The Break-In After the Break-In. Omaha police report, “We’re seeing a lot of (car) windows broken out. The glove box is ransacked and the garage door opener is taken.” Burglars get the home address from the car’s registration and then break into the home several days afterward. KETV-7 (Omaha, Neb.), May 1, 2008
Victims Shocked. “Garage Door Opener Thefts Shock Victims” is the title of this Charlotte, N.C., story. Thieves pop the lock assemblies on vehicles parked outside businesses, then they steal the GDO remote controls. Police believe thieves use registration cards and a GPS system to find the houses quickly. Charlotte (N.C.) Observer, March 28, 2008
Churchgoers Beware. This brazen thief hit four Texas church parking lots, broke windows of vehicles, and snatched the remotes. The thief is also suspected in “similar burglaries where garage door openers were taken from vehicles.” Midland (Texas) Reporter-Telegram, April 18, 2008
New Burglary Tool. The title of this Massachusetts story is, “Thieves’ New Tools: Garage Door Openers.” Police say, “There has been an increase in these (types of crimes) in surrounding towns, and we’re starting to see more and more here.” Lexington (Mass.) Minuteman, May 1, 2008
3 Cars, $100,000 Stolen. Nebraska police warn of a “new crime trend” in which “a group of men are stealing garage door openers from cars parked outside.” The break-in occurs days later when no one is home. One victim had three cars stolen and more than $100,000 in other losses. KMTV-3 (Omaha, Neb.), April 3, 2008
Police Issue Warning. After a spree of Missouri home burglaries, police warn, “If you park your vehicle outside, make sure you take your garage door opener inside.” Springfield (Mo.) News-Leader, May 18, 2008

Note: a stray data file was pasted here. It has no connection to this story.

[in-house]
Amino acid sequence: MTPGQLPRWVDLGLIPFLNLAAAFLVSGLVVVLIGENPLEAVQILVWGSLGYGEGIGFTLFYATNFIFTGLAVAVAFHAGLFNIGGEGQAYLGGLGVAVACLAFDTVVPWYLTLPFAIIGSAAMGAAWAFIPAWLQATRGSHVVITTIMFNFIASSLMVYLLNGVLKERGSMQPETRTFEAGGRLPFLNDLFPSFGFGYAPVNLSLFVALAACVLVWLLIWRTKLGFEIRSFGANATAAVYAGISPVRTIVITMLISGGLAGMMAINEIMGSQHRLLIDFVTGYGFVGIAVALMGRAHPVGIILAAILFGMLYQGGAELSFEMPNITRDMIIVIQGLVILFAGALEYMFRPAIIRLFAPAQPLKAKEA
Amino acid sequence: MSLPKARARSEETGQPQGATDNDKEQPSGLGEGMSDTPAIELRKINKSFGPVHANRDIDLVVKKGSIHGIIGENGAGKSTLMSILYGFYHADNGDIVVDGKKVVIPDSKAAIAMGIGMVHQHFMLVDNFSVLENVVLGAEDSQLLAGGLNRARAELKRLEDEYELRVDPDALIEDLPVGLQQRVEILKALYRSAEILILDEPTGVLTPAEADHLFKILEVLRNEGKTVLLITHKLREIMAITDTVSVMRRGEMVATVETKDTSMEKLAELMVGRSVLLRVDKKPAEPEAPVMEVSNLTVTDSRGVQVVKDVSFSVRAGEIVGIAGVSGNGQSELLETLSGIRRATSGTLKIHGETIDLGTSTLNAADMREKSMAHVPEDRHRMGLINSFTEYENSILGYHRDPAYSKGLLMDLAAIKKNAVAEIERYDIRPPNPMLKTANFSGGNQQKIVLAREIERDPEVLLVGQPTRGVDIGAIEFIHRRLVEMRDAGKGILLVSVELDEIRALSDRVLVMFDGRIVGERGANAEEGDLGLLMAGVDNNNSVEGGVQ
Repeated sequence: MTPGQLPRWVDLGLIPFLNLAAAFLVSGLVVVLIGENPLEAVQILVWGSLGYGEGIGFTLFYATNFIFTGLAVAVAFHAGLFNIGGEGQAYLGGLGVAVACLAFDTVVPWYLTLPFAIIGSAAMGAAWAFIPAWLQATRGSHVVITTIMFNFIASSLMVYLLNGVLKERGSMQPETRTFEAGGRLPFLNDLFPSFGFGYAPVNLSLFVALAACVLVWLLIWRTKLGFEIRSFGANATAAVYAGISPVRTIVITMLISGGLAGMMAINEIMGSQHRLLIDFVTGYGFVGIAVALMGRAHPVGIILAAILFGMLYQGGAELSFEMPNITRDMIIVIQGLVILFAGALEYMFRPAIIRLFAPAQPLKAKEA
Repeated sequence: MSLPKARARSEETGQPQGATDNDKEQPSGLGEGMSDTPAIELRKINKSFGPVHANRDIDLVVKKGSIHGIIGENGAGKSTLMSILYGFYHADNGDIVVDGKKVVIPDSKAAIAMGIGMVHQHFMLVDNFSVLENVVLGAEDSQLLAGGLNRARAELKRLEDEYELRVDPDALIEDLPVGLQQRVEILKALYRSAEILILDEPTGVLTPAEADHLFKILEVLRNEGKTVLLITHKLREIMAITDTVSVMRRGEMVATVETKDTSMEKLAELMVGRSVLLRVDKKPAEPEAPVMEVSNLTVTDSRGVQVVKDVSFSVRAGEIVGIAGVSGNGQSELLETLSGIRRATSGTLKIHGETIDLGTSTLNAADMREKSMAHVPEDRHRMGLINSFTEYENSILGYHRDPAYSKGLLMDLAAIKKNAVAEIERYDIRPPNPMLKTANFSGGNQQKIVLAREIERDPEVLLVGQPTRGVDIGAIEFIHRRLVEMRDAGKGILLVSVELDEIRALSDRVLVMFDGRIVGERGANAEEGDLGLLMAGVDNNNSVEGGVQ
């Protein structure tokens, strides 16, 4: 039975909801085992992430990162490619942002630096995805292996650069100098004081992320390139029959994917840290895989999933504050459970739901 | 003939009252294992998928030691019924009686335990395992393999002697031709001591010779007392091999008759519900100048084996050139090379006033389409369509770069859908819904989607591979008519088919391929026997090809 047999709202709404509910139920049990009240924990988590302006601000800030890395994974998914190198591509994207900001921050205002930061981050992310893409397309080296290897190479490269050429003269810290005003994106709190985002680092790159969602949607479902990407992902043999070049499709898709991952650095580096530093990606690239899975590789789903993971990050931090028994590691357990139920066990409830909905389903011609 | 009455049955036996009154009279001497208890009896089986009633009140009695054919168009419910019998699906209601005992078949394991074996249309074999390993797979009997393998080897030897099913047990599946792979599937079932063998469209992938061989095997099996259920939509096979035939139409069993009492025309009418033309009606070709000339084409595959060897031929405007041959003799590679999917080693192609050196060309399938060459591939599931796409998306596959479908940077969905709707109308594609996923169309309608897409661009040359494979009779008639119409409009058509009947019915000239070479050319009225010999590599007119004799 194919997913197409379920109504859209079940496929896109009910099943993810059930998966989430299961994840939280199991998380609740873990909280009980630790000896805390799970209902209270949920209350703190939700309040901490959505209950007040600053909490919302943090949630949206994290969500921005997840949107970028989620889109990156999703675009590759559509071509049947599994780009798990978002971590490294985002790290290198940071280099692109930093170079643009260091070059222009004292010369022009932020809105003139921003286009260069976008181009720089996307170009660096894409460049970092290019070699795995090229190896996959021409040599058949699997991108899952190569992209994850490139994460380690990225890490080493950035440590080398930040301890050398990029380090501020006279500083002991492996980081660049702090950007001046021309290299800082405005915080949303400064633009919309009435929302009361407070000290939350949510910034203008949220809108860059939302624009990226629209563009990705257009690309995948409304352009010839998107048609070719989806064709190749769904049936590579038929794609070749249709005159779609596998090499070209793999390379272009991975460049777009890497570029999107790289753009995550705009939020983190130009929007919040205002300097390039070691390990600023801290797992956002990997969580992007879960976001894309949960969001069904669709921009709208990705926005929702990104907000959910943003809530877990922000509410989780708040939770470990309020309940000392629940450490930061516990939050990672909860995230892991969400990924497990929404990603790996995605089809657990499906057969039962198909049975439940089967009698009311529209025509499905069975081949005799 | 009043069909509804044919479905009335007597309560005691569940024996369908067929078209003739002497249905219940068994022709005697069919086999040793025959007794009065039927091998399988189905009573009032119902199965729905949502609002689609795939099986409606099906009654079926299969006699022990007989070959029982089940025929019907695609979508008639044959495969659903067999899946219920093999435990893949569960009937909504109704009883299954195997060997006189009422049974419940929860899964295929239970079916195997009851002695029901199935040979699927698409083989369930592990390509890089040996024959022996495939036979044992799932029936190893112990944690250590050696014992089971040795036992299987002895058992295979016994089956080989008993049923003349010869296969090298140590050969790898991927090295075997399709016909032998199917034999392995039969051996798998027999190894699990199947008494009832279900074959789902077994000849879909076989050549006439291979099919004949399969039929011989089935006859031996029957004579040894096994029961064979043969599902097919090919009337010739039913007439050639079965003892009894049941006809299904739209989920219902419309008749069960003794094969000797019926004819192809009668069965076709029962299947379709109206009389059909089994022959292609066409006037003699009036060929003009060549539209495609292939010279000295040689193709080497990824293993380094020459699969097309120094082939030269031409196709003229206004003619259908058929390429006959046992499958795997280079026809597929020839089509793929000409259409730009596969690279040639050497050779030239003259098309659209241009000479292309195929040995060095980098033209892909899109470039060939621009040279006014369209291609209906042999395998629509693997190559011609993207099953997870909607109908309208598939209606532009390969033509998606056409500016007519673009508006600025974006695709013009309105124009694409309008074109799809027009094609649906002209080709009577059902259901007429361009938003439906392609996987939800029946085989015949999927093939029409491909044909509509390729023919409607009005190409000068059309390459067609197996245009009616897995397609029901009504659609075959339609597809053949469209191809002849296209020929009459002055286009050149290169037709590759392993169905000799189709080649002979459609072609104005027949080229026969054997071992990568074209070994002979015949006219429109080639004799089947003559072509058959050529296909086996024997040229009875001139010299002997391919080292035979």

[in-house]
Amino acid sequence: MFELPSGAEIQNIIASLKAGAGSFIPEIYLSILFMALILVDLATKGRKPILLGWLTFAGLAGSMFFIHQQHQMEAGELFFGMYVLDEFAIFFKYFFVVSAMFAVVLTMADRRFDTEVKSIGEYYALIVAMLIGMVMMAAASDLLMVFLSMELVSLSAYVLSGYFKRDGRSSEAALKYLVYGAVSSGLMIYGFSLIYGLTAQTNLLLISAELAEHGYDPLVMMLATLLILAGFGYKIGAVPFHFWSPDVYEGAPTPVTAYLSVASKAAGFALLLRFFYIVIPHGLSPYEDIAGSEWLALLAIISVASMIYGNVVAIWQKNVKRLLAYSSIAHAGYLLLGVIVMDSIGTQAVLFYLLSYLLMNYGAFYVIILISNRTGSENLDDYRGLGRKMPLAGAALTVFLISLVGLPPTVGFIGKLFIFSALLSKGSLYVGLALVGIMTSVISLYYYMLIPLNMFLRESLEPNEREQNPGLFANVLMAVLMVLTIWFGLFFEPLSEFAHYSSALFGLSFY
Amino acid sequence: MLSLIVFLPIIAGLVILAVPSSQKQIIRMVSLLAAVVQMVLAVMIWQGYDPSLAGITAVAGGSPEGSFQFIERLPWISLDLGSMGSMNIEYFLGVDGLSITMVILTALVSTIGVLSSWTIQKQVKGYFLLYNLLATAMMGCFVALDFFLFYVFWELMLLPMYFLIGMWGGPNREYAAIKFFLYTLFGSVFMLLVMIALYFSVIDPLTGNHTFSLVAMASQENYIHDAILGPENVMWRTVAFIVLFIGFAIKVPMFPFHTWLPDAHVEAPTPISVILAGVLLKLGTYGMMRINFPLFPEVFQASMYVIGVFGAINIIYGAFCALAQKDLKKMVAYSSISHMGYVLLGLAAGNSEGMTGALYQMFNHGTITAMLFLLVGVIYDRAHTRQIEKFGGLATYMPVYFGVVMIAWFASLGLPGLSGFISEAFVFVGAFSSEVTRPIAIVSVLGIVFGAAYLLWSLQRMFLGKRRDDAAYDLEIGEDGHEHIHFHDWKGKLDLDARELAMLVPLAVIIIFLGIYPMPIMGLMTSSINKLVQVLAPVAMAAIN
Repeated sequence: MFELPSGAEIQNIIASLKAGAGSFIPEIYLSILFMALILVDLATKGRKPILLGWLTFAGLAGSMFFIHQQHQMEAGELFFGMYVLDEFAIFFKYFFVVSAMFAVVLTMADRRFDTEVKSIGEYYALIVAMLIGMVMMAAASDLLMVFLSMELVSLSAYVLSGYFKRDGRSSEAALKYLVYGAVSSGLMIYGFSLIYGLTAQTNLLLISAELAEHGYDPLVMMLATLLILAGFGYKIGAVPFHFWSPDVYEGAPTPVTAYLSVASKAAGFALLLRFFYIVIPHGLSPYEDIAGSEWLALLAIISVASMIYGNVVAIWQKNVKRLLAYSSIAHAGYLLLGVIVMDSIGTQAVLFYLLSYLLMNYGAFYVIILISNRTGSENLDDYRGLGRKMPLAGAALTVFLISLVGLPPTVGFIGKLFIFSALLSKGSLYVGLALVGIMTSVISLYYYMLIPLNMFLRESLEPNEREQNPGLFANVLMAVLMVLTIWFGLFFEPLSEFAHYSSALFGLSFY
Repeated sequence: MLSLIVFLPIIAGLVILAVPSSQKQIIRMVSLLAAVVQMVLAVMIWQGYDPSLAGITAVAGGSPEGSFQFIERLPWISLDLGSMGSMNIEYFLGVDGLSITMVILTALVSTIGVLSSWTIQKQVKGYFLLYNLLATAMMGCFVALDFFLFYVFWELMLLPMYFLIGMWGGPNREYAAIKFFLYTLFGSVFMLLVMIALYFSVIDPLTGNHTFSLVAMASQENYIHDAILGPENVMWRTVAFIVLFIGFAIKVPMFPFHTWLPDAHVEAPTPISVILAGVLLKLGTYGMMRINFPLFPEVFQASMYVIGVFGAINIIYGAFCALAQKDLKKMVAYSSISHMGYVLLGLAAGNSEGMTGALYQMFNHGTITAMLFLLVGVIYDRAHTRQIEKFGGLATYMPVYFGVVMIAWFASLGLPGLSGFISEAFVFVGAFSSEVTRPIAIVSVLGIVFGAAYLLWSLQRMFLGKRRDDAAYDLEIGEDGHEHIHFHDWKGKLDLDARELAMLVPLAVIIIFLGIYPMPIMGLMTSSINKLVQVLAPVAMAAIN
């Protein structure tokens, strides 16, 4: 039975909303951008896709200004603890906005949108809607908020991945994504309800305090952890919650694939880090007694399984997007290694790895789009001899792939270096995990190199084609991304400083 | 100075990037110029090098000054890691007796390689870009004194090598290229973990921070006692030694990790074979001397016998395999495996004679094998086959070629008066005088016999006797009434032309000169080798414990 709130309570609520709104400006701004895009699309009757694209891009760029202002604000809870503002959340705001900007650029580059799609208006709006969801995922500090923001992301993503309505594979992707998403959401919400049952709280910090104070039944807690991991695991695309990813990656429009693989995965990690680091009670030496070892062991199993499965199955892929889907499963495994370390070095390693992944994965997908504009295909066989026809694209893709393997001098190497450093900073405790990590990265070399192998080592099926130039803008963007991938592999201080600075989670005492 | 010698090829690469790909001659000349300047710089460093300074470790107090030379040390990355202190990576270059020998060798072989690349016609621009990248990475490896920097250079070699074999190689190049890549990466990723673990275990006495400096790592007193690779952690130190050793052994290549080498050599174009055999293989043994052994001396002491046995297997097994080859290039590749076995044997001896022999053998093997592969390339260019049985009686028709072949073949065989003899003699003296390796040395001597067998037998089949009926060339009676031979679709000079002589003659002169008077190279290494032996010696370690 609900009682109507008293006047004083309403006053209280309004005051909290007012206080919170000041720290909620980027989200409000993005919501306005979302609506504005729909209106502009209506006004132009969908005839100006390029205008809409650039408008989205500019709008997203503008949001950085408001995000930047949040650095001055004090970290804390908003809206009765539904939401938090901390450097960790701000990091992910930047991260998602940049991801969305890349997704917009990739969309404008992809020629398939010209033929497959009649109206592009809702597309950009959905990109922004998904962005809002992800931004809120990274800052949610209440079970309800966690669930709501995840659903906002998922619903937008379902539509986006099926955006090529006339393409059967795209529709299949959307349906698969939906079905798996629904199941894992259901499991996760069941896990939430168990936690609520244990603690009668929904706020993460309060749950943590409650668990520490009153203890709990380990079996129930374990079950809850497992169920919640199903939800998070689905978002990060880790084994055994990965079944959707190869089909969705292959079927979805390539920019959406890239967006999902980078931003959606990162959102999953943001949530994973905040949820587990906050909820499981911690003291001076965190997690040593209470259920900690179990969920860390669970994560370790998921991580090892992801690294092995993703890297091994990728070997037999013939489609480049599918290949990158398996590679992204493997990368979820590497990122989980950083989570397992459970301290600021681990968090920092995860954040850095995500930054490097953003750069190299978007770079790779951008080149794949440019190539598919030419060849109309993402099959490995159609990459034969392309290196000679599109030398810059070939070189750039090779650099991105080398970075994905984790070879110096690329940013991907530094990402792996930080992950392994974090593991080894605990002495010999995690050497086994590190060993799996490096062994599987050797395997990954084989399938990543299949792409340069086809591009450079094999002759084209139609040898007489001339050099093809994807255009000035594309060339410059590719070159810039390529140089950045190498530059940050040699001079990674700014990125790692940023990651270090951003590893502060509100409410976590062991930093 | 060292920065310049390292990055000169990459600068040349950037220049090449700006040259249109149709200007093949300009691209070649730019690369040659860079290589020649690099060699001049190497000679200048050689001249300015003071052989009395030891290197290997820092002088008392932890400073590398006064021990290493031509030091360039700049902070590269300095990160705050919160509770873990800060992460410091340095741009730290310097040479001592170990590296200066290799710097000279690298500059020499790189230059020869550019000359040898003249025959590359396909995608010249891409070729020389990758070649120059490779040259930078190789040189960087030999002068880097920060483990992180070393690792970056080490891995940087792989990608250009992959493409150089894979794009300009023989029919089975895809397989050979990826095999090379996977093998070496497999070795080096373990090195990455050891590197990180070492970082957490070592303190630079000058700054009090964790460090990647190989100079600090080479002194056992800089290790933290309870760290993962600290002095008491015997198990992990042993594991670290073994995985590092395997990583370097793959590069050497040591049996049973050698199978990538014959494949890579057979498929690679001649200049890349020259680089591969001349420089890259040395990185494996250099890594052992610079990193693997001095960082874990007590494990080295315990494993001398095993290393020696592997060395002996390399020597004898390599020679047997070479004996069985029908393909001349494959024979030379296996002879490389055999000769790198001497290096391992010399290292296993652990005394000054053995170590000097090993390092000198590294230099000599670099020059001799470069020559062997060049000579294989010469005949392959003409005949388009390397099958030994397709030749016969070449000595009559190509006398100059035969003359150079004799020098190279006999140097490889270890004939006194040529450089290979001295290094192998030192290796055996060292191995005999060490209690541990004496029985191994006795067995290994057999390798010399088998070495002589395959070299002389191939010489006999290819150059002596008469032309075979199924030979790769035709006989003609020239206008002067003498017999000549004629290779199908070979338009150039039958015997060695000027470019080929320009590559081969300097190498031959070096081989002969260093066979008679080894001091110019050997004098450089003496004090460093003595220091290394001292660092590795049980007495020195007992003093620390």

Early Morning Hours. In Wisconsin, a rash of burglaries occurred in the early morning hours from April 26 to May 10. Police say, “Suspects enter unlocked vehicles and use the garage door openers to enter garages and residences.” Green Bay (Wis.) Press Gazette, May 10, 2008
Late-Night Assault. In this Connecticut case, the burglar targets a woman, not property. Police say a burglar grabbed a remote control from an unlocked car to get into a house at midnight and attack a woman inside. The Hartford (Conn.) Courant, Jan. 17, 2008
Editor’s Note: We’ve previously reported about the growing problem of GDO break-in burglaries. Door dealers can provide a distinct service by urging customers to keep their remotes locked up and by selling mini-remotes and open-garage-door monitors.
The Foot-in-the-Photo-Eye Trick
Source: “Man Sought in Garage Attack,” WRTV-6 (Indianapolis, Ind.), April 29-30, 2008.
This harrowing report tells the story of a 28-year-old woman who comes home at 2:00 a.m., opens her garage door with the remote, and pulls her car inside. After trying repeatedly to close the door, she then notices a large hooded man standing in the garage doorway.
“(He) stuck his foot out (blocking the photo-eye beam) so my garage door wouldn’t go down,” she says.
The man points a silver semiautomatic handgun at the woman and tells her to go inside. She instead screams and runs out of the garage past the passenger side of her car. He gives chase but eventually leaves. Police say the woman’s actions may have saved her life.
Editor’s Note: This is the first I’ve heard of a photo eye being used by an attacker. At the same time, the photo eye probably saved her. If the door had closed, she would’ve been trapped.
Door Guy Tries to Reclaim Garage Door
Source: Matt Calman, “Housing Row Flares After Contractor Takes Back Door,” The Dominion Post (Wellington, New Zealand), April 28, 2008.
What do you do when you get stiffed by a customer? In New Zealand, police were called to a housing development when a garage door installer tried to take back one of his doors. He claimed he was owed $50,000.
The development originally planned to build 500 homes but scaled it back to 90. The developer, apparently in financial trouble, owes about $40 million.
The door guy, frustrated and near retirement at age 64, went to an unoccupied house, removed the garage door, loaded it on a trailer, and waited for police to arrive. He said he had installed the first of 12 doors a year earlier and was never paid. He said his terms and conditions “state quite clearly” that the doors are his property.
“We don’t want to be cowboys,” he says, “but … we are hurting and no one is listening.”
The police asked him to place the doors inside the garage until the issue is resolved. The matter appears to be headed for civil claims court.
Editor’s Note: Hmm. What do your terms and conditions say? Can you reclaim a door if it’s not paid for?